Friday 19 December 2014

Students to march on Dail over special needs changes

Published 16/06/2014 | 02:30

Ivana Peckova and her daughter Michaela tie a ribbon at Dalkey school

PRIMARY pupils will line up outside the Dail tomorrow to protest at changes to the way special needs assistants (SNA) are allocated to schools.

Parents and teachers say that new rules applying from September will create significant obstacles to the provision of an SNA, even where a child has well defined needs.

An SNA is employed to assist a child with special educational needs, who also has care needs and who requires assistance in areas such as feeding, administration of medicine, toileting and mobility.

Education Minister Ruairi Quinn insists that the wording of a new departmental circular, clarifying the purpose of SNA support and the circumstances in which one will normally be provided, does not represent a cut and that, at almost 11,000, there are more employed than ever.

However, Miriam Hurley, principal of Dalkey Educate Together, Dublin, said there would be new onus on teachers, other pupils and the school to cope with a child's particular needs and intervene where necessary.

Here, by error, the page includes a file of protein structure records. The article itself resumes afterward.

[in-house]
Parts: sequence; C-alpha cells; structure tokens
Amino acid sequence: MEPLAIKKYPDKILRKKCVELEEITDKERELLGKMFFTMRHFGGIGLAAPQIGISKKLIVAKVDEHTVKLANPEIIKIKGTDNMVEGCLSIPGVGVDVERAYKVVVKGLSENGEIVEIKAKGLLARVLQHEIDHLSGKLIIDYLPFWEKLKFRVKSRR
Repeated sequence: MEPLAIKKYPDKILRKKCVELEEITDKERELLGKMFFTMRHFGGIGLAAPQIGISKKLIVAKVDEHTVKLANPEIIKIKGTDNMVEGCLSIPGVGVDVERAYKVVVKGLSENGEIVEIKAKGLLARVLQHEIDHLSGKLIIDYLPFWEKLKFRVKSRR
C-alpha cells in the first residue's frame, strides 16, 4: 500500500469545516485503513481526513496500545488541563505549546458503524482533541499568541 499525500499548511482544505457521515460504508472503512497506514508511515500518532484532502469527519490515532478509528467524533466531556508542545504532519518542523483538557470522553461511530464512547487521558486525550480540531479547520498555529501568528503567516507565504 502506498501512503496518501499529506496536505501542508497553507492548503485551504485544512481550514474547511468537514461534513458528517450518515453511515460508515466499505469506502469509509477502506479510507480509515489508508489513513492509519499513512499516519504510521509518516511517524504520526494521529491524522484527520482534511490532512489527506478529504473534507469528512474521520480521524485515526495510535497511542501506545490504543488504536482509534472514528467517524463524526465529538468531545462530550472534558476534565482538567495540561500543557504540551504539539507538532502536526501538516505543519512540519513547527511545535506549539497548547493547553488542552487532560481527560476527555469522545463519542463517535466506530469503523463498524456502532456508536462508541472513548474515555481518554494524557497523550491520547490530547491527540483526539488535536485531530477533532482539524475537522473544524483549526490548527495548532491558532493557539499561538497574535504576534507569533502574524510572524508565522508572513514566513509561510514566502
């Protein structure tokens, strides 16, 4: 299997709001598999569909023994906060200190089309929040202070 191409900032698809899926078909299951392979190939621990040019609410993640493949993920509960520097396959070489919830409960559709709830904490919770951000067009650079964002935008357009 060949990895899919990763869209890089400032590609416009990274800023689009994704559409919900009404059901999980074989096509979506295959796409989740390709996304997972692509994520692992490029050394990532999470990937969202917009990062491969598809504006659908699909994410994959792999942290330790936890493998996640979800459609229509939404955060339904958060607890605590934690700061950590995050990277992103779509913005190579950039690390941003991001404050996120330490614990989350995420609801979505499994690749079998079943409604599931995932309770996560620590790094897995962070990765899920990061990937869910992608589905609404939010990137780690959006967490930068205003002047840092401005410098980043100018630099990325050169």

She says a school will have to "fail" a child before it can ask for support and it would have to produce an exhaustive paper trail to support its case.

"In the interim, the children with special needs themselves will certainly suffer, as will all the children around them due to the resulting disruption and distress."

Dalkey Educate Together is one of a number of schools where campaigns against the new regime have gathered pace. At Dalkey, pupils and parents tied ribbons to the school fence to highlight the children potentially affected by the changes.

Thousands of signatures have also been gathered and pupils and SNAs will join the Dail protest tomorrow and hand in a petition for Mr Quinn, outlining their concerns.

The new circular follows a review that found that the deployment of SNAs had moved away from the original objectives of the scheme, and instead of being engaged purely to provide for children's care needs, they were involved in behavioural, therapeutic, teaching and administrative duties.

The circular points out that not all children with a special educational need, or a diagnosed disability, require an SNA and outlines how schools should harness existing resources to provide necessary supports before applying for an SNA.

Irish Independent

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